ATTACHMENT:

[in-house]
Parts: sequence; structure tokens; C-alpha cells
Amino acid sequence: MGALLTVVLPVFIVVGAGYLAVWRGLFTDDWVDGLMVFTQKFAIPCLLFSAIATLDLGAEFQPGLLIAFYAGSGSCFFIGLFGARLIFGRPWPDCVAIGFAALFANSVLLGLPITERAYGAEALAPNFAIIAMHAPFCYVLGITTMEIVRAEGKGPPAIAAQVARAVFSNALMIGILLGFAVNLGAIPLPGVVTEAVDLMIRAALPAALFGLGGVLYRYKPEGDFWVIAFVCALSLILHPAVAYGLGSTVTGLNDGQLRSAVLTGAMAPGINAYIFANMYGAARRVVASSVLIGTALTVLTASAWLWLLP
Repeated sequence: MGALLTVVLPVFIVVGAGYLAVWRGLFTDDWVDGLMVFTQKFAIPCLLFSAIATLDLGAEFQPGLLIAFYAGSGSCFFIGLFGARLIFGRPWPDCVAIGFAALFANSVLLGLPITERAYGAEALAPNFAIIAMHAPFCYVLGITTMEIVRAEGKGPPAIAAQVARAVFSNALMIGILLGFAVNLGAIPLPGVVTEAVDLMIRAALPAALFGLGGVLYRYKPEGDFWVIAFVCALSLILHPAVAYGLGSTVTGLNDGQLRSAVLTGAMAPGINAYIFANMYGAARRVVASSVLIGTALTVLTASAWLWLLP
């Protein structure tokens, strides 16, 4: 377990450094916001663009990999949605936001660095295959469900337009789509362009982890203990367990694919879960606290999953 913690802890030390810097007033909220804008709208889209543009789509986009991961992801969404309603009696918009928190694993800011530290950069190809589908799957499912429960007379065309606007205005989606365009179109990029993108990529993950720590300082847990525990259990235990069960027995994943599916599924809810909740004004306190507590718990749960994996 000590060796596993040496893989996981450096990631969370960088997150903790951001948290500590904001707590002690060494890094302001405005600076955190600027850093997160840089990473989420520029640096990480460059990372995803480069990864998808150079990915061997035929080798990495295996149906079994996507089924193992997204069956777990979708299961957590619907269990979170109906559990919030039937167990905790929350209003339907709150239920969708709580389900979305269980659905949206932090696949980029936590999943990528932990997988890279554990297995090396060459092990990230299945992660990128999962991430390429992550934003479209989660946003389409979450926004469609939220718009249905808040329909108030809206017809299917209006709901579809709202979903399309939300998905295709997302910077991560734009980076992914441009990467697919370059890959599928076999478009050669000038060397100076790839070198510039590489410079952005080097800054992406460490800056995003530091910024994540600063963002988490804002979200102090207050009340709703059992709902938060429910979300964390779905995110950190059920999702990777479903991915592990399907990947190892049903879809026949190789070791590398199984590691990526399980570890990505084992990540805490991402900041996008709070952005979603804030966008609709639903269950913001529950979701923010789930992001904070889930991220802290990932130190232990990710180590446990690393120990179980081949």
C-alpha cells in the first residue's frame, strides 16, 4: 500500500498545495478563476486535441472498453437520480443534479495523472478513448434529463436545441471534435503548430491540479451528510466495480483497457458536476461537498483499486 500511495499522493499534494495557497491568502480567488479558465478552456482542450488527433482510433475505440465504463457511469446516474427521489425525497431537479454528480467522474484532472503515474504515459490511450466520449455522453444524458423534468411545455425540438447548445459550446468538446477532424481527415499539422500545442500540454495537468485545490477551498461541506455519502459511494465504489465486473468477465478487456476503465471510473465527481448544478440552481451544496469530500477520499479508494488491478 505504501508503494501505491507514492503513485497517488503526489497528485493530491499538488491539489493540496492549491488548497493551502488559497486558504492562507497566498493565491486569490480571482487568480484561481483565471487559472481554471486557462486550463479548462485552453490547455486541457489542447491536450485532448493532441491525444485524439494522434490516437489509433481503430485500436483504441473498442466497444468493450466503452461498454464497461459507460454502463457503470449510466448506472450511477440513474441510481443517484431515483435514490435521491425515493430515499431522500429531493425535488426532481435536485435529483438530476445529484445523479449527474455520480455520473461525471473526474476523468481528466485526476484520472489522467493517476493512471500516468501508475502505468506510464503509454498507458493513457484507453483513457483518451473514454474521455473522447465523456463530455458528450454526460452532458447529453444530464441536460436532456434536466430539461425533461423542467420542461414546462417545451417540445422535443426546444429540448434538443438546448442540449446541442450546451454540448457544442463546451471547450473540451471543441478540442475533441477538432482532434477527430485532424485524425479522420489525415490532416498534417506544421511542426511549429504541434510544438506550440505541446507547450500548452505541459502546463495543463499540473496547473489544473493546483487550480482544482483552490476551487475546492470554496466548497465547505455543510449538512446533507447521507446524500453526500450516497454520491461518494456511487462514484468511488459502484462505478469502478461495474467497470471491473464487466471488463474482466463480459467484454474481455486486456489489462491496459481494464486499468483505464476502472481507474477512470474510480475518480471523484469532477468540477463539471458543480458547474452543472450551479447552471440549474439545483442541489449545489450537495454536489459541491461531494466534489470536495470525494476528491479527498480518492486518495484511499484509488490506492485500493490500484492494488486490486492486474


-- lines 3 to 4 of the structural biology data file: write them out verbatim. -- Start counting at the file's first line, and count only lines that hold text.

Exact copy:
Amino acid sequence: MGALLTVVLPVFIVVGAGYLAVWRGLFTDDWVDGLMVFTQKFAIPCLLFSAIATLDLGAEFQPGLLIAFYAGSGSCFFIGLFGARLIFGRPWPDCVAIGFAALFANSVLLGLPITERAYGAEALAPNFAIIAMHAPFCYVLGITTMEIVRAEGKGPPAIAAQVARAVFSNALMIGILLGFAVNLGAIPLPGVVTEAVDLMIRAALPAALFGLGGVLYRYKPEGDFWVIAFVCALSLILHPAVAYGLGSTVTGLNDGQLRSAVLTGAMAPGINAYIFANMYGAARRVVASSVLIGTALTVLTASAWLWLLP
Repeated sequence: MGALLTVVLPVFIVVGAGYLAVWRGLFTDDWVDGLMVFTQKFAIPCLLFSAIATLDLGAEFQPGLLIAFYAGSGSCFFIGLFGARLIFGRPWPDCVAIGFAALFANSVLLGLPITERAYGAEALAPNFAIIAMHAPFCYVLGITTMEIVRAEGKGPPAIAAQVARAVFSNALMIGILLGFAVNLGAIPLPGVVTEAVDLMIRAALPAALFGLGGVLYRYKPEGDFWVIAFVCALSLILHPAVAYGLGSTVTGLNDGQLRSAVLTGAMAPGINAYIFANMYGAARRVVASSVLIGTALTVLTASAWLWLLP